By Barney Blakeney
Since 1980 National Park Service Ranger Michael A. Allen has been a fixture in Charleston playing a pivotal role in telling the story of African Americans in the region before and after the Civil War. Allen, a Kingstree native who graduated South Carolina State University with a degree in History Education, began his career with the NPS as a Cooperative Education Student. He has served as a Park Ranger, Education Specialist and Community Partnership Specialist for The Gullah Geechee Cultural Heritage Corridor/Fort Sumter National Monument and Charles Pinckney National Historic sites. Effectively, Allen has been a foremost advocate and promoter of Black History and culture in the region. In December, after nearly 38 years with the park service, he retired.
Hailing from the farming community of Kingstree, Allen grew up in an environment that nurtured a cultural history as rich as the soil that grows some of South Carolina’s finest tobacco. His parents were politically active in the community where distinction among the races was stark. He recalls his parents taking him to see the late Dr. Martin L. King Jr. speak at the local Black high school when he was about six. Their activism was embedded in him as part of Allen’s DNA and he grew up with a love for history and culture.
Allen said it was when he left Kingstree after graduating Kingstree High School in 1978 and went to South Carolina State University that he realized there was so much missing in the conservative traditional southern education he got in schools there. His education at SCSU revealed a reality beyond his original horizon. But still he was unprepared for concepts he would encounter as a National Park Service Ranger in Charleston.
He started working with the park service as a Cooperative Education Student while still in college. When he started working full time as a ranger he quickly saw that the experience of African Americans either was neglected, inadequately explained or misunderstood in the historical narrative being presented. He became determined to change the narrative.
Over the course of nearly four decades Allen throughout his career, was involved in designing exhibits and presenting interpretive programs that involve local communities and history. The programs were designed to attract non-traditional audiences to National Park Service and other historic sites. He was instrumental in 1999 in erecting the “African Importation Historic Marker” on Sullivan’s Island.
Allen has been a community activist for most of his professional life and has had a deep-seeded interest in our nation’s spiritual growth as it relates to the history and culture. He played a major role in the National Park Service’s Gullah-Geechee Special Resource Study, which began in 2000. The Gullah-Geechee Special Resource Study examined the feasibility of establishing educational centers as well as determining ways to increase interpretation and preservation of the valuable culture. The final report was presented to Congress in 2005. In 2006 the U.S. Congress through the leadership of Congressman James E. Clyburn, passed the Gullah Geechee Cultural Heritage Corridor Act establishing the first and only African American Heritage Area in the country.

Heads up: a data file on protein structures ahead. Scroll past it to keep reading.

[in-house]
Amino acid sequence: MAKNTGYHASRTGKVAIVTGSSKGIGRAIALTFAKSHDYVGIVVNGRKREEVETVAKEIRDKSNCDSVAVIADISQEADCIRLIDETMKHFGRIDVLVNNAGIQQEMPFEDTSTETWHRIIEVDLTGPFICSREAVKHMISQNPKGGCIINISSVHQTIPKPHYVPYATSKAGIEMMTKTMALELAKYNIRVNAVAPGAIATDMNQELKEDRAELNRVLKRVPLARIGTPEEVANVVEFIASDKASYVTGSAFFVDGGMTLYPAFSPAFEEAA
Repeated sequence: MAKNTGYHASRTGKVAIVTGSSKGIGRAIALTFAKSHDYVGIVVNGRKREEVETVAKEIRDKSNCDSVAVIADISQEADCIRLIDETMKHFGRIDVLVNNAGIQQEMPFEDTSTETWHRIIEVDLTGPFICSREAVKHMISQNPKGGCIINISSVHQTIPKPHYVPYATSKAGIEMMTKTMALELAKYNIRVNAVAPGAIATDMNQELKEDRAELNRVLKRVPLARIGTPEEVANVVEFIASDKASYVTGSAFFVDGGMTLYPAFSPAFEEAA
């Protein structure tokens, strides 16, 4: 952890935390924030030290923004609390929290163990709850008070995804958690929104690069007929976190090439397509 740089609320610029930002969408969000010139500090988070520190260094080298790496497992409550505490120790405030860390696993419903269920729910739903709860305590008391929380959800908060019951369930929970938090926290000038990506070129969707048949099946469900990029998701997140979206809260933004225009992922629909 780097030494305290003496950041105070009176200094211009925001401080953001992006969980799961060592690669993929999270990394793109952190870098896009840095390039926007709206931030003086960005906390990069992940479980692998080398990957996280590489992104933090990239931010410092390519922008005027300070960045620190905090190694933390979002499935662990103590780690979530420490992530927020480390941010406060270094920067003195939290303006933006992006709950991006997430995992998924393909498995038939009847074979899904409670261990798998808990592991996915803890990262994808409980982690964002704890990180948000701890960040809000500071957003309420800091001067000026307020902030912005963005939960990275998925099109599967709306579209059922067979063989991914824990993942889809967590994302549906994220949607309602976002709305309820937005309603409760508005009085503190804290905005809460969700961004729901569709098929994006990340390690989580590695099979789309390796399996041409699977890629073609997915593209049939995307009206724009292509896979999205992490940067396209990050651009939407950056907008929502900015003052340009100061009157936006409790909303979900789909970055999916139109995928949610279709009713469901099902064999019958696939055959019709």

An additional focus of Allen’s career has been the inclusion of the socio-economic and political influences that brought the country to civil war. He was appointed and served on the South Carolina Civil War Sesquicentennial Committee, which oversaw the observance of the 150th anniversary of the Civil War as well as events of Reconstruction. In 2014 Allen was assigned to participate as a team member on the NPS Special Resource Landmark Study exploring the history and legacy of The Reconstruction Era. As a result of this groundbreaking effort a new national park service site in Beaufort, the Reconstruction Era National Monument, was established January 12, 2017.
Allen has received numerous awards and recognition for his contributions including the 2013 Historic Preservation Governor’s Lifetime Achievement Award from the Governor’s Office Palmetto Trust and the South Carolina Dept. of Archives and History, the S.C. State University Distinguished Alumnus Award, the South Carolina African American heritage commission Lifetime Achievement Award and the Williamsburg County School District Hall of Fame Award. All of which notwithstanding, Allen says he’s not done yet. The collaborative effort that has been his career with the NPS won’t stop with retirement, he vows.
“I’ll be here to provide whatever service to the community I can, just as I have in the past. I’ve been blessed by and because of that and I realize to whom much is given much is required,” said Allen who is both a husband and father. “And I want to be a good husband, father and grandfather,” he said.